I was thinking back to when I first encountered Overloads and was digging into it’s intricacies. I remember I didn’t like it then, and still don’t. I still have vivid memories of another VB MVP using most un-lady like language in regards to it when she discovered it’s nuances back then too ๐Ÿ˜‰

    The simplest thing to do is to extend the language to allow deprecation of the shadowy part of Overloads, phase it in over time, integrate it with compiler warnings and smart tag helpers to correct code. Leaving it as is, just makes the language un-necessarily ambiguous, and hence harder to learn, IMO.

  4.   Bill on July 26th, 2004          

    Thanks Isaiah.

  5.   Larry Serflaten on July 26th, 2004          

    Nevermind! After a little more investigation, I found this in the docs:

    "Derived classes can overload inherited members with members that have identical

    parameters and parameter types, a process known as shadowing by name and signature.

    If the Overloads keyword is used when shadowing by name and signature, the derived

    classes implementation of the member will be used instead of the implementation

    in the base class, and all other overloads for that member will be available to

    instances of the derived class."

    So again, you were right, Overloads, is overloaded!

    (Now how do I cancel my earlier submission? ๐Ÿ˜‰

    LFS

  6.   Larry Serflaten on July 26th, 2004          

    OK, but as defined, the Bar class has a member called Test(), because it is inherited from the Foo class. Now, like any other time you want methods of the same name, in the same module, you will be overloading that method name. So it would appear, that Overloads is the right choice, but then there is this in the Docs:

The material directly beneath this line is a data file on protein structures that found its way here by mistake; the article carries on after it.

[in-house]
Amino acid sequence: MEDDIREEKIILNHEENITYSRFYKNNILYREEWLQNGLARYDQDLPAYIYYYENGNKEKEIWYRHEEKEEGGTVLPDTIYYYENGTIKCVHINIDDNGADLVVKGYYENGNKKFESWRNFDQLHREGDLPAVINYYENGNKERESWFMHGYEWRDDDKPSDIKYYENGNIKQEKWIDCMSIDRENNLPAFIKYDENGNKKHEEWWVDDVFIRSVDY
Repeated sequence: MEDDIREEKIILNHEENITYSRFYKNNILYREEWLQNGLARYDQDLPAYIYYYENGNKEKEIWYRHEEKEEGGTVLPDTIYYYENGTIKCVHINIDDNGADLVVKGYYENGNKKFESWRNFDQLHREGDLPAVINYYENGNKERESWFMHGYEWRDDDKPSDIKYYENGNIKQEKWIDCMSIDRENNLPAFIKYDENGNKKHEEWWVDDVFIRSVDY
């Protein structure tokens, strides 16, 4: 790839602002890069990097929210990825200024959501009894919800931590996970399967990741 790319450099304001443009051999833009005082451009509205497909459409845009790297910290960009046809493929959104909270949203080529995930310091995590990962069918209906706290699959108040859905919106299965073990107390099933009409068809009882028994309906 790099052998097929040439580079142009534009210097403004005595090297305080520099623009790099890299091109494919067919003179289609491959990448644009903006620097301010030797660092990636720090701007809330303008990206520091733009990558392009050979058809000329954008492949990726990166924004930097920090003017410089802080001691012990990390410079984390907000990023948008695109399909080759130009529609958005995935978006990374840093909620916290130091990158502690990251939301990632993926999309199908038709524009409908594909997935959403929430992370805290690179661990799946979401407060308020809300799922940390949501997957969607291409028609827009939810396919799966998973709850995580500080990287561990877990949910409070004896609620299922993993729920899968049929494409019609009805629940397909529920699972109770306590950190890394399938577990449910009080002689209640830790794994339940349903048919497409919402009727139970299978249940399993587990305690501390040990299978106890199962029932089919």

"The Overloads keyword is optional when overloading, but if any overloaded member

    uses the Overloads keyword, then all other overloaded members with the same name

    must also specify this keyword."

    That’s why I can overload without using the keyword, but your situation breaks that rule!

    One version uses overloads, while the other does not….

    What if they just made it optional, so that you would not need the Overloads keyword in your situation. It is after all a new method is it not?

  7.   Bill on July 26th, 2004          

    Hey Larry,

    You can’t. I could, but I think leaving it there highlights part of the issue. Overloads is overly complex. It shouldn’t be. There should be no confussion ๐Ÿ˜‰

  8.   Bill on July 26th, 2004          

    They could make Overloads optional everywhere, but then you loose the explicit nature of the language, and once again are reliant on object browser and class view to indicate if the method is an overload.

    So I think removing it, or making it optional would actually be a loss in explicit readability

  9.   Jonathan Allen on August 2nd, 2004          

    I agree. When VB.Net first came out, it wasn’t a big deal. But now that I’ve got to look at 2-year-old code, it is quite annoying.